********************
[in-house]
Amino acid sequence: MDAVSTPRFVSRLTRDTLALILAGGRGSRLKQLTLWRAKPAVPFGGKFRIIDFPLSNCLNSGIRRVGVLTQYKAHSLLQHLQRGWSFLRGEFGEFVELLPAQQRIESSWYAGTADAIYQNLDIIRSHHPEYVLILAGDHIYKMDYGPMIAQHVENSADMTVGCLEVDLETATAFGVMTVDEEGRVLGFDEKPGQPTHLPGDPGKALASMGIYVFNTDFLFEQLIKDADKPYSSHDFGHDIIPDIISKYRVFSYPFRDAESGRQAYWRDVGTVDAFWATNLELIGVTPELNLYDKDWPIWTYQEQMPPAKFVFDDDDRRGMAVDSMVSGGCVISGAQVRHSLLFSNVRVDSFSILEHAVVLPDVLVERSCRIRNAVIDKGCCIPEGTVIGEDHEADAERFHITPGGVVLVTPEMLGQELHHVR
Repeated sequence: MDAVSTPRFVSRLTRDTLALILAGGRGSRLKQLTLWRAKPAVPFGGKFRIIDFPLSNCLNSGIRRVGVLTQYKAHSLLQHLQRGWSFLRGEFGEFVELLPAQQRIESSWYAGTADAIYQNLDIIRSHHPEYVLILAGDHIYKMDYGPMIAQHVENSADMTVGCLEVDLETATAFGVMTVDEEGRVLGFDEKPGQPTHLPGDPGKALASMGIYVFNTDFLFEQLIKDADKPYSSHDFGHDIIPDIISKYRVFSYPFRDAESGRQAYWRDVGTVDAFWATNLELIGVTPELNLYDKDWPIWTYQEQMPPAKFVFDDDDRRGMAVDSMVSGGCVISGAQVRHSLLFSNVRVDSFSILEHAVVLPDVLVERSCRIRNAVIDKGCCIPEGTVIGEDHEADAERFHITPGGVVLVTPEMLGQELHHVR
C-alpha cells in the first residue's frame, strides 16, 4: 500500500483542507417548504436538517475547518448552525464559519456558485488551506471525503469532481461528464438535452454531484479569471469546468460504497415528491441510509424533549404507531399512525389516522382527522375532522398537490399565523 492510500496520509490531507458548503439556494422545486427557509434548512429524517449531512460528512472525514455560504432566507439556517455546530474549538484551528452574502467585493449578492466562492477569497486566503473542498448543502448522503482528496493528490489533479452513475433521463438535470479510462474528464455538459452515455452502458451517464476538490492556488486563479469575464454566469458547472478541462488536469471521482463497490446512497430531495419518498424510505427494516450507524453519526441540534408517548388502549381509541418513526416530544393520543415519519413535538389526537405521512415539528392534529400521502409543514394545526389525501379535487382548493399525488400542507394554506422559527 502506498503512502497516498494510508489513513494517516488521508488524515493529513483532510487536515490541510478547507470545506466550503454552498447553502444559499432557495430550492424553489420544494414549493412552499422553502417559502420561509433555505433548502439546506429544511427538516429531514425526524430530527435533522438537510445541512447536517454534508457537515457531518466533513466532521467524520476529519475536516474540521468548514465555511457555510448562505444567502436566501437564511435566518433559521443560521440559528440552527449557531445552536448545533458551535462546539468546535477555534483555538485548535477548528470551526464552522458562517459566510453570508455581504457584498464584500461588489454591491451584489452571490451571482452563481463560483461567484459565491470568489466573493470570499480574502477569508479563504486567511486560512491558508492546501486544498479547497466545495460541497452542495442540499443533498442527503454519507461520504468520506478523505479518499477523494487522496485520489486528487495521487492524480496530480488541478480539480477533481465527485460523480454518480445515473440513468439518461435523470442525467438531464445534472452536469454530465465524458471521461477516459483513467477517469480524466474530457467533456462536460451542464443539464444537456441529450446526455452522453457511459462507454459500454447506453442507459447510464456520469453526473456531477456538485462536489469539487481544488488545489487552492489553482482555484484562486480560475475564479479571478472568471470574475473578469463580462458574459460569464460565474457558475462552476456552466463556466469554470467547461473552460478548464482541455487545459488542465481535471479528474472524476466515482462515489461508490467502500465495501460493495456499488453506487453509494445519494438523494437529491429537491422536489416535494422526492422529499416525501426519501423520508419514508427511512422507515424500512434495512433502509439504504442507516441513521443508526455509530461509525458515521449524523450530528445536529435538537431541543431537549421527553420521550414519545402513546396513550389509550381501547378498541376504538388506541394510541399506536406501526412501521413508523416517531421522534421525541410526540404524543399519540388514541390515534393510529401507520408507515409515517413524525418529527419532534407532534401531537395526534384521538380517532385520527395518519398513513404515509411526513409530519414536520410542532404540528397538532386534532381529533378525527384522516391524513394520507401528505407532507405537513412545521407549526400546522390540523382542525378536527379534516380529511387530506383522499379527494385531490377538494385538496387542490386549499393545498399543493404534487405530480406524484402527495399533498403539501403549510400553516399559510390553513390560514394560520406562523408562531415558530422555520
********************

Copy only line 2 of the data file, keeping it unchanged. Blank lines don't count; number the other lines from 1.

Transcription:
Amino acid sequence: MDAVSTPRFVSRLTRDTLALILAGGRGSRLKQLTLWRAKPAVPFGGKFRIIDFPLSNCLNSGIRRVGVLTQYKAHSLLQHLQRGWSFLRGEFGEFVELLPAQQRIESSWYAGTADAIYQNLDIIRSHHPEYVLILAGDHIYKMDYGPMIAQHVENSADMTVGCLEVDLETATAFGVMTVDEEGRVLGFDEKPGQPTHLPGDPGKALASMGIYVFNTDFLFEQLIKDADKPYSSHDFGHDIIPDIISKYRVFSYPFRDAESGRQAYWRDVGTVDAFWATNLELIGVTPELNLYDKDWPIWTYQEQMPPAKFVFDDDDRRGMAVDSMVSGGCVISGAQVRHSLLFSNVRVDSFSILEHAVVLPDVLVERSCRIRNAVIDKGCCIPEGTVIGEDHEADAERFHITPGGVVLVTPEMLGQELHHVR